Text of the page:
In this important declaration, our Lord not only asserts that the Scriptures would be found to predict and testify of him, but that he was that exalted Person, who, as Jewish writers themselves have confessed, is the great and continual theme of all the prophets. He lays down therein that principle, which is, in fact, a guide to the consistent and complete elucidation of the whole prophetic scheme. Prophecy had indeed a present and immediate use in supporting the hope, and exercising the faith, of those to whom it was first delivered. But even this end was attained by speaking of good things to come; and by giving repeated assurances that a personage, who, after having been designated by various other titles and characteristics, was at length called "Messiah the Prince," would in the latter days appear to accomplish the purposes of God, and to complete the felicity of man. To predict the advent of Messiah-to communicate the previous knowledge of those marks by which he might be recognized

as he that was to come-to display the necessity, and to explain the object of his coming-and to attest the importance of his mission, by shewing that all the revolutions of the world, as well as of the Jewish people, were overruled in order to prepare for his advent, and for the establishment of his kingdom-this was the main end and aim of "all that was spoken by the mouth of God's holy prophets which had been since the world began." Thus had the matter been stated by Zacharias in his prophetic hymn; thus was it stated by our Lord, when, after his resurrection, "he expounded to them in all the Scriptures the things concerning himself, beginning at Moses and all the prophets." Thus did the Apostles declare, that "to him give all the prophets witness;" thus did the angel declare also to St. John, "the testimony of Jesus is the spirit of prophecy';" 'the spirit of prophecy having no other use or end than to bear testimony, and to do honour, to him".'

a Luke i. 68, &c. xxiv. 27, 44. Acts x. 43. Rev. xix. 10. See also 1 Pet. i. 10-12. 2 Pet. i. 19-21.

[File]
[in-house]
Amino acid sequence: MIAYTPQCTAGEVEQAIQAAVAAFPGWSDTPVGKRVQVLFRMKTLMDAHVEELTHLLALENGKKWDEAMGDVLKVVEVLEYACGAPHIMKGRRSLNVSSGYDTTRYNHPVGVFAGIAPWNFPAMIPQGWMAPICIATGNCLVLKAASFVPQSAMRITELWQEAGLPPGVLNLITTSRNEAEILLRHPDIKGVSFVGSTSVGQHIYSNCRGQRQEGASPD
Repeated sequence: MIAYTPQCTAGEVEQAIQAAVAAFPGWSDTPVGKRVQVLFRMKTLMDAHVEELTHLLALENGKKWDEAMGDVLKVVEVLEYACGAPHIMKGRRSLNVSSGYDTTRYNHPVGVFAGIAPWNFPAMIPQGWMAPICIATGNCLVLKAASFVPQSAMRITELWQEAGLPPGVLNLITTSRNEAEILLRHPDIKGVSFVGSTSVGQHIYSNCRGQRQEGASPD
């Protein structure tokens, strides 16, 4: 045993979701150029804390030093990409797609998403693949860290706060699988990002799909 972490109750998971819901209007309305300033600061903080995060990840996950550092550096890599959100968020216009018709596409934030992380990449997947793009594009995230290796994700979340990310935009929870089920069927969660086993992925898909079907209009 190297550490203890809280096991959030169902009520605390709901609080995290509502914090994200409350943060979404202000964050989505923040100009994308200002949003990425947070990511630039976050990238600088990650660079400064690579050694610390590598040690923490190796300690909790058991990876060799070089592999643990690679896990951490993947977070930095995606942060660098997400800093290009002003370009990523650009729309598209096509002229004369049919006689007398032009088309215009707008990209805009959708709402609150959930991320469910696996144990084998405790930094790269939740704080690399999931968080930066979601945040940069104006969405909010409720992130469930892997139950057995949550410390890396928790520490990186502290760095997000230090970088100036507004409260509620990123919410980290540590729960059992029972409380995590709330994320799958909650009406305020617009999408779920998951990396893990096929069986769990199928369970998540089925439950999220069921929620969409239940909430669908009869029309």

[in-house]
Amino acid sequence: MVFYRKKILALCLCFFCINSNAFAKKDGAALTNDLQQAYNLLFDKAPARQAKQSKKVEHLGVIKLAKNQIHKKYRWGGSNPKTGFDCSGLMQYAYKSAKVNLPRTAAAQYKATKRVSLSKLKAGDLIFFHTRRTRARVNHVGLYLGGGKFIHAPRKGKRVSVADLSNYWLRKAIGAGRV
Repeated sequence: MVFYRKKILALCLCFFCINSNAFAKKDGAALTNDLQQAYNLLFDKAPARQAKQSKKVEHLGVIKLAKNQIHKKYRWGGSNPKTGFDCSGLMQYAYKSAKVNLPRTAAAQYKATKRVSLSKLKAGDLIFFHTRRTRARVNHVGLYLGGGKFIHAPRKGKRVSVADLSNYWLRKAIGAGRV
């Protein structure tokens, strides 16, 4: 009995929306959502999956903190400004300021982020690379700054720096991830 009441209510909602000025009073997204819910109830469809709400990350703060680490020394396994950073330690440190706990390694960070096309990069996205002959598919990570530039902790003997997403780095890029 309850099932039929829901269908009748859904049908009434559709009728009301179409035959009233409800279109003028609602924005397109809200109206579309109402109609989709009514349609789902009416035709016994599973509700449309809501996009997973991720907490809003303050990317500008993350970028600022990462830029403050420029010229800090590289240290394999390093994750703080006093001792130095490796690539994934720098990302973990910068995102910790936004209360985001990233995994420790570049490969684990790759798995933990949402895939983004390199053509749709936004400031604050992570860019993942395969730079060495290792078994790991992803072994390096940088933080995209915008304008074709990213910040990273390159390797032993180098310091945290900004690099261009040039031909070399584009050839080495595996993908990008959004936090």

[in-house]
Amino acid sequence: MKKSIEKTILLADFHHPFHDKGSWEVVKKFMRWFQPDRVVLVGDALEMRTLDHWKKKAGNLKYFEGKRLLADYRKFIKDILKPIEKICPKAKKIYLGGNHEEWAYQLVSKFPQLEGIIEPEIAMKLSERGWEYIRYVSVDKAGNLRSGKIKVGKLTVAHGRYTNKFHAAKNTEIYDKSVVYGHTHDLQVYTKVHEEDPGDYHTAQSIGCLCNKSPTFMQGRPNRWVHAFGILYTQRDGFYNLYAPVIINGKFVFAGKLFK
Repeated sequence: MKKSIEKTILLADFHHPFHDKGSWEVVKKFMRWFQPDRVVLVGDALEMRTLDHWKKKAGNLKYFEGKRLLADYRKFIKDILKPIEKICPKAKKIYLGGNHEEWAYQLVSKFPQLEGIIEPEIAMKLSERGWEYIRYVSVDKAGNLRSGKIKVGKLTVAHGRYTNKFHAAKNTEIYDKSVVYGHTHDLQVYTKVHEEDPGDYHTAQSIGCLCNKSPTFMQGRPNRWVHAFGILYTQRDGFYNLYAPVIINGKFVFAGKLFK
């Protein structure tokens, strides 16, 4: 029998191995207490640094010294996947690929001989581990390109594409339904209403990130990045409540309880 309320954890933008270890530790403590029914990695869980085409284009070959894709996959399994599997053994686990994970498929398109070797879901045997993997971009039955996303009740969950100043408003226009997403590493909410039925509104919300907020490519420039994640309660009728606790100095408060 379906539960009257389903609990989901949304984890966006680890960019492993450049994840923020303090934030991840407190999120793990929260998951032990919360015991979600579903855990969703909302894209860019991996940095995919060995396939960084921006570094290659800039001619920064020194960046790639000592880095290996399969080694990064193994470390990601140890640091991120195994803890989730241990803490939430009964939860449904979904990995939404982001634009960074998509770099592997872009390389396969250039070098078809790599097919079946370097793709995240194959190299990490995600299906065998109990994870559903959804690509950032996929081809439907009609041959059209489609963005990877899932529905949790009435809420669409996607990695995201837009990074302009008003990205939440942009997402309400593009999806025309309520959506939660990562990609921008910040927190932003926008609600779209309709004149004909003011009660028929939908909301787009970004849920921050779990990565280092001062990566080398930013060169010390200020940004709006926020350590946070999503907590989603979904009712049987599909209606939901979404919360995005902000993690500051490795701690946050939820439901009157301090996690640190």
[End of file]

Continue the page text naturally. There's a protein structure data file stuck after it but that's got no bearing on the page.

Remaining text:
b Bishop Hurd in Serm. II. on the Prophecies.-He who, like the Ethiopian convert (Acts viii, 27, &c.) is ready to say, "How can I understand what I read in the Prophets, except some man should guide me?" may with great satisfaction and benefit peruse Bishop Hurd's Introduction to the Study of the Prophecies, Serm. I-VI; Bishop Sherlock's Discourses on the Use and Intent of Prophecy; the four first Sermons of Bishop Horsley, Vol. II; and


Let this principle be kept in view, and it will shew, in the clearest manner, the object, and the connexion, of all that the prophets have spoken. It will teach us rightly to estimate the nature and the evidence of prophecy. It will shew that it was not vouchsafed to gratify the curiosity of mankind, or to serve a merely temporary purpose; but that it was designed to demonstrate not so much the general superintendence of divine providence, as that particular and important exercise of it, which was subservient to the establishment of the Gospel. Hence it will also appear that the prophetic spirit was generally confined to one family and nation, not out of a peculiar favour or preference to them; but that these oracles were committed to their care, in order that the priority of their existence, and their uncorrupted preservation, might be guaranteed and demonstrated. For, at the arrival of that period which was the fulness of the time, considered with reference to the predictions themselves, and the fitness of the time, considered with reference to the actual state of the world, "the Gentiles were to become fellow-heirs, and of the same body, and partakers of the promise of God

two very valuable tracts by Mr. Rotherham, published in 1753, and 1754, entitled, "The Force of the Argument from a collective view of Prophecy," and "a Sketch of the one great Argument, formed from the several concurring Evidences, for the Truth of Christianity."